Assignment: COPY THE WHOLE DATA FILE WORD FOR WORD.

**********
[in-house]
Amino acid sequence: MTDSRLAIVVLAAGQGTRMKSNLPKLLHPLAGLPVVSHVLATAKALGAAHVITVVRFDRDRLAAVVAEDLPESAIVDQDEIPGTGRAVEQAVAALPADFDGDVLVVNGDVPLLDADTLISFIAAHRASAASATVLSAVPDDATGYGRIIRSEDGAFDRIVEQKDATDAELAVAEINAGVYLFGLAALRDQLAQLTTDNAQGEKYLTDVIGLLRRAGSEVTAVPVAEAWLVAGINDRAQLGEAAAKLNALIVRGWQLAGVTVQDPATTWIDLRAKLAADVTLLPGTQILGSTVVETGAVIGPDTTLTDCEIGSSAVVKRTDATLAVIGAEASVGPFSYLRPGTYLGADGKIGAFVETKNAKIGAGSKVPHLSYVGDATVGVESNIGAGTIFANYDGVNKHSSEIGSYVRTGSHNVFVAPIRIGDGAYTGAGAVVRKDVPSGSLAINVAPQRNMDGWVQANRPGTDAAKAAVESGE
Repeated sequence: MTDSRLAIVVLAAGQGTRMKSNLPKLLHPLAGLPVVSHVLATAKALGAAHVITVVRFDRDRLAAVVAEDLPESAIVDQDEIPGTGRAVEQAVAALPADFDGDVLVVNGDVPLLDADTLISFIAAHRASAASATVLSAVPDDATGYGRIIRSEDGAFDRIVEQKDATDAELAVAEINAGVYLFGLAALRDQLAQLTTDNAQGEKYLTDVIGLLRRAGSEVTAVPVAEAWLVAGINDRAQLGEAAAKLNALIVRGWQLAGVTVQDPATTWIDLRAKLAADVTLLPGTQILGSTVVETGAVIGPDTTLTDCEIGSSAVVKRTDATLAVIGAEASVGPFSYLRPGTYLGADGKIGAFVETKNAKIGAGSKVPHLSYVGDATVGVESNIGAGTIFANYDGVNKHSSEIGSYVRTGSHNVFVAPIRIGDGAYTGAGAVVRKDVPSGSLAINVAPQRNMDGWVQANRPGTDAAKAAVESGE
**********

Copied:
[in-house]
Amino acid sequence: MTDSRLAIVVLAAGQGTRMKSNLPKLLHPLAGLPVVSHVLATAKALGAAHVITVVRFDRDRLAAVVAEDLPESAIVDQDEIPGTGRAVEQAVAALPADFDGDVLVVNGDVPLLDADTLISFIAAHRASAASATVLSAVPDDATGYGRIIRSEDGAFDRIVEQKDATDAELAVAEINAGVYLFGLAALRDQLAQLTTDNAQGEKYLTDVIGLLRRAGSEVTAVPVAEAWLVAGINDRAQLGEAAAKLNALIVRGWQLAGVTVQDPATTWIDLRAKLAADVTLLPGTQILGSTVVETGAVIGPDTTLTDCEIGSSAVVKRTDATLAVIGAEASVGPFSYLRPGTYLGADGKIGAFVETKNAKIGAGSKVPHLSYVGDATVGVESNIGAGTIFANYDGVNKHSSEIGSYVRTGSHNVFVAPIRIGDGAYTGAGAVVRKDVPSGSLAINVAPQRNMDGWVQANRPGTDAAKAAVESGE
Repeated sequence: MTDSRLAIVVLAAGQGTRMKSNLPKLLHPLAGLPVVSHVLATAKALGAAHVITVVRFDRDRLAAVVAEDLPESAIVDQDEIPGTGRAVEQAVAALPADFDGDVLVVNGDVPLLDADTLISFIAAHRASAASATVLSAVPDDATGYGRIIRSEDGAFDRIVEQKDATDAELAVAEINAGVYLFGLAALRDQLAQLTTDNAQGEKYLTDVIGLLRRAGSEVTAVPVAEAWLVAGINDRAQLGEAAAKLNALIVRGWQLAGVTVQDPATTWIDLRAKLAADVTLLPGTQILGSTVVETGAVIGPDTTLTDCEIGSSAVVKRTDATLAVIGAEASVGPFSYLRPGTYLGADGKIGAFVETKNAKIGAGSKVPHLSYVGDATVGVESNIGAGTIFANYDGVNKHSSEIGSYVRTGSHNVFVAPIRIGDGAYTGAGAVVRKDVPSGSLAINVAPQRNMDGWVQANRPGTDAAKAAVESGE